How Can You Avoid Being Classified Under PDT Rules?
We will start right where we left off with the counterexample. If someone purchases 100 apple stock during Tuesday’s business day, they are not subject to a pattern day trade mark if they sell if during the next business day. So, to avoid marking yourself for PDT, you can wait until the next business day to avoid penalty.
Another way to avoid being subject to PDT regulations is by operating with a cash account. If you aren’t pushing around credit to make moves, your account opens possibilities to day trades. Since your equity is direct cash, falling below the $25k threshold won’t put your account at risk of freezing. Unlike a margin account, a cash account won’t be frozen until you replace the money lost on your threshold.
If you are looking to avoid these requirements for pattern day trading all together with a margin account, try extending your trading periods or staying below the four transaction limit. You can do 3 pattern day trades in 5 days without triggering the required $25k minimum. You can also look for health week or month long buy-ins.
What Happens When You Are Classified As A Pattern Day Trader?
Should you fall under the classification of being a Pattern Day Trader, there are a few things you should be aware of. First off, you need to pay mind to closing restrictions. If you close a deal as a PDT on the same day, you will have to wait a few days before you can access the physical funds. Think of it like depositing a check at the ATM. It might not be available right away, especially if you are cashing it after the branch is closed.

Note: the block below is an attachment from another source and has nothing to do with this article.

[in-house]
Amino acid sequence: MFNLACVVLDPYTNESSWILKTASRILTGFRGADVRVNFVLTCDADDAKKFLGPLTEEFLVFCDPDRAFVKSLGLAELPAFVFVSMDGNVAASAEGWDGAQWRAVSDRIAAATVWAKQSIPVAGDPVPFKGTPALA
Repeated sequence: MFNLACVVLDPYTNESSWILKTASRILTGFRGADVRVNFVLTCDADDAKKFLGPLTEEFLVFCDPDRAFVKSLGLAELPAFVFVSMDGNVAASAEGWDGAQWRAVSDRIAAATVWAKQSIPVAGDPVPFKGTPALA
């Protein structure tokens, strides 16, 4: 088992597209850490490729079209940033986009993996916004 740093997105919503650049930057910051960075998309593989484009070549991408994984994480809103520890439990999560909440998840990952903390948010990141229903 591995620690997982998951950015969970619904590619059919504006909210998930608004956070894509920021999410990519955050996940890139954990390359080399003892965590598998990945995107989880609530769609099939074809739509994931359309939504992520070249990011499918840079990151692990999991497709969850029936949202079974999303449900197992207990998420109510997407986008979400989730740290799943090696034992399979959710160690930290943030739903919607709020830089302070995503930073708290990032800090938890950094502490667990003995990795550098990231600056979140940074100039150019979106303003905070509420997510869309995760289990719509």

Keep in mind that you can still use these funds even though you have to wait for them to clear. It all comes down to what is in the margin account at the time for equity. If you are still above your threshold, you can use the money in utero to buy or option, at your own risk. The requirement to wait is placed on money you plan to pull from the account.
The Short and Skinny on the PDT Rule
All in all, you should really try to avoid the pattern day trader rule if you don’t want to tie up a minimum of $25k in your account. That’s money stuck in equity you can’t touch, and therefore, it’s not being to use making you money. If you widen the timeline of your investment opportunities to weeks or even a few days, it’s pretty easy to avoid the label. You can make your trades as normal without really worrying about it if your timelines are even longer. With that being said, you really need to keep this rule in mind.
Should you choose to simply forget this rule, a market crash could spell the end of days for your investments if you aren’t moving with the market carefully. That one little slip up could see your margin accounts frozen until you replace what you owe your broker. Sounds fun right? Yeah, we didn’t think so. If you do end up in the red, just expect your brokerage firm to send you through some PDT classes before they help you invest again. You know, once you have gotten back up to that $25k minimum your account requires.